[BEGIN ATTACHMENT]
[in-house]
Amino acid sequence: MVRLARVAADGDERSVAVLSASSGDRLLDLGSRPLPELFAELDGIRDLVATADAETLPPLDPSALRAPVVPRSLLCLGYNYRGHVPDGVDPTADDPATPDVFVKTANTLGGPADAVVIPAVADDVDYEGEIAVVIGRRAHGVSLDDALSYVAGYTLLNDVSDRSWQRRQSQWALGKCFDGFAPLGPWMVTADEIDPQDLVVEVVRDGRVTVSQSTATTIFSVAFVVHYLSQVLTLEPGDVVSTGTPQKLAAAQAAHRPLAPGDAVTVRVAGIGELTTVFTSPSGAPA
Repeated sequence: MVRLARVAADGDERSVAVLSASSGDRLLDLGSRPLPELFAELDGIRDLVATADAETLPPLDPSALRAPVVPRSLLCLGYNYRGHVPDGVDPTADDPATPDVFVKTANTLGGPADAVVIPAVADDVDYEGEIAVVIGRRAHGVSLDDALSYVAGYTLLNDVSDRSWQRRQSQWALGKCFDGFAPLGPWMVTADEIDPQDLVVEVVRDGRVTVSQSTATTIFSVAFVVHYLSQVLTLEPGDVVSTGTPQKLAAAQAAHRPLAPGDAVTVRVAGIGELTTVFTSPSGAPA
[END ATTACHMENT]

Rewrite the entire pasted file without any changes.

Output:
[in-house]
Amino acid sequence: MVRLARVAADGDERSVAVLSASSGDRLLDLGSRPLPELFAELDGIRDLVATADAETLPPLDPSALRAPVVPRSLLCLGYNYRGHVPDGVDPTADDPATPDVFVKTANTLGGPADAVVIPAVADDVDYEGEIAVVIGRRAHGVSLDDALSYVAGYTLLNDVSDRSWQRRQSQWALGKCFDGFAPLGPWMVTADEIDPQDLVVEVVRDGRVTVSQSTATTIFSVAFVVHYLSQVLTLEPGDVVSTGTPQKLAAAQAAHRPLAPGDAVTVRVAGIGELTTVFTSPSGAPA
Repeated sequence: MVRLARVAADGDERSVAVLSASSGDRLLDLGSRPLPELFAELDGIRDLVATADAETLPPLDPSALRAPVVPRSLLCLGYNYRGHVPDGVDPTADDPATPDVFVKTANTLGGPADAVVIPAVADDVDYEGEIAVVIGRRAHGVSLDDALSYVAGYTLLNDVSDRSWQRRQSQWALGKCFDGFAPLGPWMVTADEIDPQDLVVEVVRDGRVTVSQSTATTIFSVAFVVHYLSQVLTLEPGDVVSTGTPQKLAAAQAAHRPLAPGDAVTVRVAGIGELTTVFTSPSGAPA